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Hi! I am new to the "Circle of Moms" and this is my first post... I am having similar problems with my 6 year old (1st grader)... He reminds me so much of myself as a young girl trying so hard to make friends... He sometimes tends to "overdo" it and gets a little too close (when a friend has a game or a book) he has a hard time with personal space. He also has a hard time understanding that sometimes kids don't want to play. He is super smart (not autistic spectrum, at least not that I am aware of) He tries to play (while waiting for the bus in the AM) with kids that you can tell don't really want to play with him he has a "HOT/COLD" relationship with another boy (K) age that sometimes plays with him but sometimes again doesn't really want to play... It breaks my heart but doesn't seem to phase him he just tries harder... I want to watch him at recess sometime and see how he does (without him knowing)

Connie - posted on 04/06/2013

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My daughter has the exact same issues. It breaks my heart and truly feel at a loss of what to do. Teacher doesn't see it. In class she seems to be fine socially. At the lunch tables she can't seem to fit in and the playground is really hard for her. I get the feeling my daughter is a nervous Nellie...so if the kids do something wrong or outside the rules she will quickly tell them what they are doing wrong. That's my guess...the girls don't want to be parented by her. Lol. I try to explain she has to go with the flow more but I think GOD has made her this way from birth and its very hard to change her. I feel your pain. My daughter breaks down every so often and its REALLY hard. How old is your daughter? I heard the idea of pen pal. Maybe they can email each other. Just a thought. Good luck.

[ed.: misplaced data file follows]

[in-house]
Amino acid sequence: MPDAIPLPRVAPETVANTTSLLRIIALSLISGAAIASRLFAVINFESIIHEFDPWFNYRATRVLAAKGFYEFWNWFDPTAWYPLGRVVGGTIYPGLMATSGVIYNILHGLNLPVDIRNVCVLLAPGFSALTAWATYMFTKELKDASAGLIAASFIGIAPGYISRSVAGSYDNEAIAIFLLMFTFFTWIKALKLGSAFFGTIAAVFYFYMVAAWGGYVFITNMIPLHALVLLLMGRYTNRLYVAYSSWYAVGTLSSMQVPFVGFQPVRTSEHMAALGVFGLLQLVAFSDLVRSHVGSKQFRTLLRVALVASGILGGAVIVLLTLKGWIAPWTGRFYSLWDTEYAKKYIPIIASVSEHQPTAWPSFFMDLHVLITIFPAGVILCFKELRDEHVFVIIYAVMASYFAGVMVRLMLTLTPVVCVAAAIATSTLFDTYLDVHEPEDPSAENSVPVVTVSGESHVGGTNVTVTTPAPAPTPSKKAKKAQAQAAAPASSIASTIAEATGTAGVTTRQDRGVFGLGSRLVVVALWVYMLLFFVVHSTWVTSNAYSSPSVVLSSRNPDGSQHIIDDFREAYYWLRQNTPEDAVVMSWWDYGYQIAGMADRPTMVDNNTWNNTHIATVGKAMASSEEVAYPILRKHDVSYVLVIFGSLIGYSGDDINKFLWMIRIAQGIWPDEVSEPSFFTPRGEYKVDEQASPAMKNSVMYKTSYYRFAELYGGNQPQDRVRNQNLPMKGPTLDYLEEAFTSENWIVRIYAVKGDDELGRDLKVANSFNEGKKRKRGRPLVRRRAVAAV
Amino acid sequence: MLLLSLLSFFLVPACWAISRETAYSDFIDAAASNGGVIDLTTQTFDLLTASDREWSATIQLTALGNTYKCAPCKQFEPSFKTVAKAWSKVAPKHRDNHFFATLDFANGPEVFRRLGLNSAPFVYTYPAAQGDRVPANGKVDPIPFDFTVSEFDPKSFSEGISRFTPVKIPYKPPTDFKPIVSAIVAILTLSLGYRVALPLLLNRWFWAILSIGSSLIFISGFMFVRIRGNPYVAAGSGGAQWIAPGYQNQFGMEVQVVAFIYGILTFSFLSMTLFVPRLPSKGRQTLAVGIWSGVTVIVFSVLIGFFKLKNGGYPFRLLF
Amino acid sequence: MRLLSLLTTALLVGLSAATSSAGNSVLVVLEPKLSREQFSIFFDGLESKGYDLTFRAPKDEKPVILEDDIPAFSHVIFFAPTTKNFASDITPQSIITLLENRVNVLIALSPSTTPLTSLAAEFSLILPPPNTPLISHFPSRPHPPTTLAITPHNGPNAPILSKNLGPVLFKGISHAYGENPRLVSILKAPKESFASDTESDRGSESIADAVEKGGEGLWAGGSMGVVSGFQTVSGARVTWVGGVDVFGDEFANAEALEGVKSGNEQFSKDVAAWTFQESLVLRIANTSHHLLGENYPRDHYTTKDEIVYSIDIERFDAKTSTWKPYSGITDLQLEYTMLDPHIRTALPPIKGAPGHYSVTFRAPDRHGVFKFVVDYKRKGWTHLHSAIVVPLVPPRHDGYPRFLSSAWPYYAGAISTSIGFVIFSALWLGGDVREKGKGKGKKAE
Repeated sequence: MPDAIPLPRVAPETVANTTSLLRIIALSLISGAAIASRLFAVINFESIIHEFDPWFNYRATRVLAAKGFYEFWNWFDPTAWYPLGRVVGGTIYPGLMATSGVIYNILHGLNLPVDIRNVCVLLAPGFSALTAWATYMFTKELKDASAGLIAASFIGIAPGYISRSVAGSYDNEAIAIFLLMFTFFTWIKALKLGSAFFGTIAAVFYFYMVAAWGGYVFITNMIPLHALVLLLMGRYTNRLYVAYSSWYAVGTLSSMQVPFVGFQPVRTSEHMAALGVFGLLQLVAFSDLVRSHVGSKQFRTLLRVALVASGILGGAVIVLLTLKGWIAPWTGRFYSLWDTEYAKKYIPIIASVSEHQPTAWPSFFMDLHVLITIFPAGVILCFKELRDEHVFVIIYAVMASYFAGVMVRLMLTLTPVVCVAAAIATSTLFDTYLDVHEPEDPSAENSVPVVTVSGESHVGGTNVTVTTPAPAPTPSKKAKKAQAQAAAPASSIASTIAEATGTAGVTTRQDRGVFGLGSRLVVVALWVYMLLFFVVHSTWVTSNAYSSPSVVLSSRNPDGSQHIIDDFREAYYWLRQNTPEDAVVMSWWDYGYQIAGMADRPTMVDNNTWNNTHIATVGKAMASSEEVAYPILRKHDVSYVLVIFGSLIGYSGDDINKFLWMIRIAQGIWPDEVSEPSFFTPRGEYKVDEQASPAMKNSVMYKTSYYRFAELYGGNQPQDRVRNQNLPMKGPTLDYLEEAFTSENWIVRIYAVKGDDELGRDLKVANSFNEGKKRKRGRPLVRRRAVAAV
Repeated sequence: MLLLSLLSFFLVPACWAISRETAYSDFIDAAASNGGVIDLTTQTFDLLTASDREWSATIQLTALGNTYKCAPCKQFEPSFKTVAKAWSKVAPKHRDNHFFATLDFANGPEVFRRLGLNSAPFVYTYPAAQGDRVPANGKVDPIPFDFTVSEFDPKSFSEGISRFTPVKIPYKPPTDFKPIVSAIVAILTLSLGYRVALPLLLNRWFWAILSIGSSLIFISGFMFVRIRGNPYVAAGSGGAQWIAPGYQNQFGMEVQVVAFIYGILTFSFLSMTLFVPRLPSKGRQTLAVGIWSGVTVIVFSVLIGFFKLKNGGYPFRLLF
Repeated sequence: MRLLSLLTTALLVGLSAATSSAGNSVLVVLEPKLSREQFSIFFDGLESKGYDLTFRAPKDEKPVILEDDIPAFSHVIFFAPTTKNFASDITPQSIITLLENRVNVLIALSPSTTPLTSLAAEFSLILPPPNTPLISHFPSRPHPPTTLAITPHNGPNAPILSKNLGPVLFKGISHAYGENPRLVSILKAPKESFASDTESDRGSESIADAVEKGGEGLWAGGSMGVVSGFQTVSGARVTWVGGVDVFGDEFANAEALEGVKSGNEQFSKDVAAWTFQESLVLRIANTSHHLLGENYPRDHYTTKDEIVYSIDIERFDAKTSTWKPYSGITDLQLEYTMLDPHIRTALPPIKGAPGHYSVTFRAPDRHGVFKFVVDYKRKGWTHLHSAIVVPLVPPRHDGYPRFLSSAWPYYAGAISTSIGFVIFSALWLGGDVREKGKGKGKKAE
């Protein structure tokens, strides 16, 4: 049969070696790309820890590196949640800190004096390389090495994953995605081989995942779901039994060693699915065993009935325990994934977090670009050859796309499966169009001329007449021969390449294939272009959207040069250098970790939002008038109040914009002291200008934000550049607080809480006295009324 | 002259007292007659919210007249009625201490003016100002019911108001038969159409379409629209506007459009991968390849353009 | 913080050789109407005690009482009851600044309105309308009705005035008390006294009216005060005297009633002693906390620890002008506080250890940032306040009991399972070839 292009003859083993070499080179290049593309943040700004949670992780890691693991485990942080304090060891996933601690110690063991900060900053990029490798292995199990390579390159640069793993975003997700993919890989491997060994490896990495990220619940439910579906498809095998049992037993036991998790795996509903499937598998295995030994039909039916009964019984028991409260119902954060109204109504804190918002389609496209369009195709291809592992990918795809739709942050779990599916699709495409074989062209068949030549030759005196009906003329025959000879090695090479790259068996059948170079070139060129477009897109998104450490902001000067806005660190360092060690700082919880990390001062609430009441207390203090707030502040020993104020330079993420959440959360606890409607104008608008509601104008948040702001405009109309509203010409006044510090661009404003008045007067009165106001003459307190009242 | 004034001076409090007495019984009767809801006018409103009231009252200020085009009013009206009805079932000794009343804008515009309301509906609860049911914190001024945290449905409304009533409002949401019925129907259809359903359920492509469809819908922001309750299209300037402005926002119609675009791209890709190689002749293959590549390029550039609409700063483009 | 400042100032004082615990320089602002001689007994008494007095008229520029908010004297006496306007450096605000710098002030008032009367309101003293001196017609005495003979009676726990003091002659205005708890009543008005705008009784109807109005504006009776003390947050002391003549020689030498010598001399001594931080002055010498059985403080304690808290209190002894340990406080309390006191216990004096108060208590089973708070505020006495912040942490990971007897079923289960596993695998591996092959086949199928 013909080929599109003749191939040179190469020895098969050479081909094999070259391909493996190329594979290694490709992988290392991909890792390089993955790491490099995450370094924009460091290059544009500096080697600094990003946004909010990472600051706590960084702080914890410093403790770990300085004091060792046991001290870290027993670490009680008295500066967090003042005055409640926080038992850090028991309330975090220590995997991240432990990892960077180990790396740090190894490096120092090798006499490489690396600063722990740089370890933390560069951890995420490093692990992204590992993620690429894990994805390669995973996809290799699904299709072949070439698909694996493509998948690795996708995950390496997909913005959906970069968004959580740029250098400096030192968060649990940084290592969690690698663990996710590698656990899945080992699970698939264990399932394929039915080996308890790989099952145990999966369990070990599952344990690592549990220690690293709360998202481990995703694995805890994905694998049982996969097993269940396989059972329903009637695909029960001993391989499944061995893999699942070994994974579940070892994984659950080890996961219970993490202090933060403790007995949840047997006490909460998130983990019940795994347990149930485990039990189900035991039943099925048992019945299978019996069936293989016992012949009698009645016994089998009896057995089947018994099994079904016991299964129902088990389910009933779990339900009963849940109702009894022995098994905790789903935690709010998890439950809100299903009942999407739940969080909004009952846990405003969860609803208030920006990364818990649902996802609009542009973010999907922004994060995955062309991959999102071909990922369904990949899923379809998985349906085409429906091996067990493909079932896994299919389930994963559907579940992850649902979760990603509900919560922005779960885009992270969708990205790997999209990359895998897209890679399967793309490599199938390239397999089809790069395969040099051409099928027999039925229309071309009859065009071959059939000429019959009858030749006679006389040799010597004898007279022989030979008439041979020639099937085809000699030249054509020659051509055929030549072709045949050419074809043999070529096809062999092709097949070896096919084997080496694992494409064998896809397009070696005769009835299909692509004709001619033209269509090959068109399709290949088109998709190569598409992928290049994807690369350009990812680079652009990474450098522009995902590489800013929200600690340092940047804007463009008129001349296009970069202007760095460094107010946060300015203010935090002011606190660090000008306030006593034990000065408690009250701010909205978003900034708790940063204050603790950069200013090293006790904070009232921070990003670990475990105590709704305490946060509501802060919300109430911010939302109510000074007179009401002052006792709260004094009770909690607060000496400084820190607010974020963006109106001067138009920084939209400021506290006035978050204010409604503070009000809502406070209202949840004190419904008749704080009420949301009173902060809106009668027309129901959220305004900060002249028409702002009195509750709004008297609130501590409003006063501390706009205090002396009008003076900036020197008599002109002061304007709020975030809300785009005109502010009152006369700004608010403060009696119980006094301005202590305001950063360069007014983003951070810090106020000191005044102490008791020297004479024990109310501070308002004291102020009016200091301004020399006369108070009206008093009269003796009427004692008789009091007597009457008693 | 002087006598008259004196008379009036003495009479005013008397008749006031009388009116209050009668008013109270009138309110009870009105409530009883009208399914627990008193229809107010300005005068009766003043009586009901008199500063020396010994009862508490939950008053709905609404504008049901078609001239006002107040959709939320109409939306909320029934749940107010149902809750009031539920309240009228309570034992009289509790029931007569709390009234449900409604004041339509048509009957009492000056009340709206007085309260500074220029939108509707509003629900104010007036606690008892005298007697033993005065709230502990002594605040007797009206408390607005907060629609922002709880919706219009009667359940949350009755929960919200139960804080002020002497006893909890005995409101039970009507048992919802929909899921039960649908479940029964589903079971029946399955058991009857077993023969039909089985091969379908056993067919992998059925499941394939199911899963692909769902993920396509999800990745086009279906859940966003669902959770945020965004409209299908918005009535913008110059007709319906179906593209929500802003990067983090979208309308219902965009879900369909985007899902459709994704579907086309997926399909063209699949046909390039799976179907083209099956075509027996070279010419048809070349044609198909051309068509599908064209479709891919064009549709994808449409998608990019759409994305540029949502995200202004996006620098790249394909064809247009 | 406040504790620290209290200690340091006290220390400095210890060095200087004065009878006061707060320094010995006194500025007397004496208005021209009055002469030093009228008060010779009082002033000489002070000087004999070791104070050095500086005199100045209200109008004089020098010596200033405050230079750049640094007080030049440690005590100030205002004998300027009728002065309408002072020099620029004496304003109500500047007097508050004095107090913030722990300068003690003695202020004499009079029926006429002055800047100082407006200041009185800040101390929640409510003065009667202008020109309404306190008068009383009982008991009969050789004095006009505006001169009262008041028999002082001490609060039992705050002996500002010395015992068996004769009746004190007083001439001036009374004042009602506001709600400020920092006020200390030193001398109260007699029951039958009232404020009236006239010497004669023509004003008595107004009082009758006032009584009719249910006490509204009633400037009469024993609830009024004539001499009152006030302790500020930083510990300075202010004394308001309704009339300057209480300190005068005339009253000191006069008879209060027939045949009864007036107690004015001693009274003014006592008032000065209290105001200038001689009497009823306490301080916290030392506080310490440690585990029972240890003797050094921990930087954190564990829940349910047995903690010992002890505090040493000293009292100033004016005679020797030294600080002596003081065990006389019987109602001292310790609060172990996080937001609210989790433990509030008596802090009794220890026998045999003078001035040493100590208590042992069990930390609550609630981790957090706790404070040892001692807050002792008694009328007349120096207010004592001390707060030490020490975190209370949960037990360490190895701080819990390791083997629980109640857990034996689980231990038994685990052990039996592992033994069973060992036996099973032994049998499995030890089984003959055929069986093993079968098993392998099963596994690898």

Eric Serge - posted on 03/24/2013

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Hello Theresa!
I am sorry entering the circle of mum. I am a dad and have worries for my little girl who is in similar situation as yours. I was looking over the web what advise I can get to help her. My daughter will often go very shy and quiet when other little girls around. We went swimming birthday party yesterday she end up crying in the pool because no one wanted to play with her. She woke up this morning crying that at swimming no one ever play with her and the same at school. I have spoken to the teacher who say she is trying hard but my heart keep sinking when she tell me the way everyone avoid playing with her. I am looking how to help I am sure been around mum like you and other we can find the right solution. Please if any advice or tip available I will be gratefull to try them
Eric Serrge

Tammy - posted on 02/25/2013

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Well ladies it sounds like all are children are acting the way a 7 or 8 year olds is suppose to act. I think maybe my daughter is over reacting, because she is an only child. Her need to have a best friend is so great, that she doesn't pay attention to the somewhat friends.